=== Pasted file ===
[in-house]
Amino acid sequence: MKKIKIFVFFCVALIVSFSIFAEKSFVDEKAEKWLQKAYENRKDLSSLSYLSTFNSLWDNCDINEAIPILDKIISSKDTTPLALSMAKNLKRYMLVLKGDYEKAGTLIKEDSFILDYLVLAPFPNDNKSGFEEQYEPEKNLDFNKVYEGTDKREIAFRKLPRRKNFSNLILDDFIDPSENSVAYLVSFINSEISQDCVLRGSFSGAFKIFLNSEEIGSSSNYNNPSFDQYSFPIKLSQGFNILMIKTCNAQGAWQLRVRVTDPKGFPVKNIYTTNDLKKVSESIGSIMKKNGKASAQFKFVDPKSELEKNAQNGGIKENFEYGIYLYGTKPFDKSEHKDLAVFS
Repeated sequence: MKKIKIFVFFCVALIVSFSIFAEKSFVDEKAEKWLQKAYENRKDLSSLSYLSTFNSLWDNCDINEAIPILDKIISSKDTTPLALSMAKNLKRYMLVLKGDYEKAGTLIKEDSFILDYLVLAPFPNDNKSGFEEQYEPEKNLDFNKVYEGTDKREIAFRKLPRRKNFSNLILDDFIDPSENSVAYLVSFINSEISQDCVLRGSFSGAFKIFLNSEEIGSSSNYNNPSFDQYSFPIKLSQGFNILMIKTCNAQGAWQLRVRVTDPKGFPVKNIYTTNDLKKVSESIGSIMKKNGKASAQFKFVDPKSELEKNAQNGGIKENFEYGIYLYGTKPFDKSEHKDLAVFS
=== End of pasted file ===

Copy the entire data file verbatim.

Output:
[in-house]
Amino acid sequence: MKKIKIFVFFCVALIVSFSIFAEKSFVDEKAEKWLQKAYENRKDLSSLSYLSTFNSLWDNCDINEAIPILDKIISSKDTTPLALSMAKNLKRYMLVLKGDYEKAGTLIKEDSFILDYLVLAPFPNDNKSGFEEQYEPEKNLDFNKVYEGTDKREIAFRKLPRRKNFSNLILDDFIDPSENSVAYLVSFINSEISQDCVLRGSFSGAFKIFLNSEEIGSSSNYNNPSFDQYSFPIKLSQGFNILMIKTCNAQGAWQLRVRVTDPKGFPVKNIYTTNDLKKVSESIGSIMKKNGKASAQFKFVDPKSELEKNAQNGGIKENFEYGIYLYGTKPFDKSEHKDLAVFS
Repeated sequence: MKKIKIFVFFCVALIVSFSIFAEKSFVDEKAEKWLQKAYENRKDLSSLSYLSTFNSLWDNCDINEAIPILDKIISSKDTTPLALSMAKNLKRYMLVLKGDYEKAGTLIKEDSFILDYLVLAPFPNDNKSGFEEQYEPEKNLDFNKVYEGTDKREIAFRKLPRRKNFSNLILDDFIDPSENSVAYLVSFINSEISQDCVLRGSFSGAFKIFLNSEEIGSSSNYNNPSFDQYSFPIKLSQGFNILMIKTCNAQGAWQLRVRVTDPKGFPVKNIYTTNDLKKVSESIGSIMKKNGKASAQFKFVDPKSELEKNAQNGGIKENFEYGIYLYGTKPFDKSEHKDLAVFS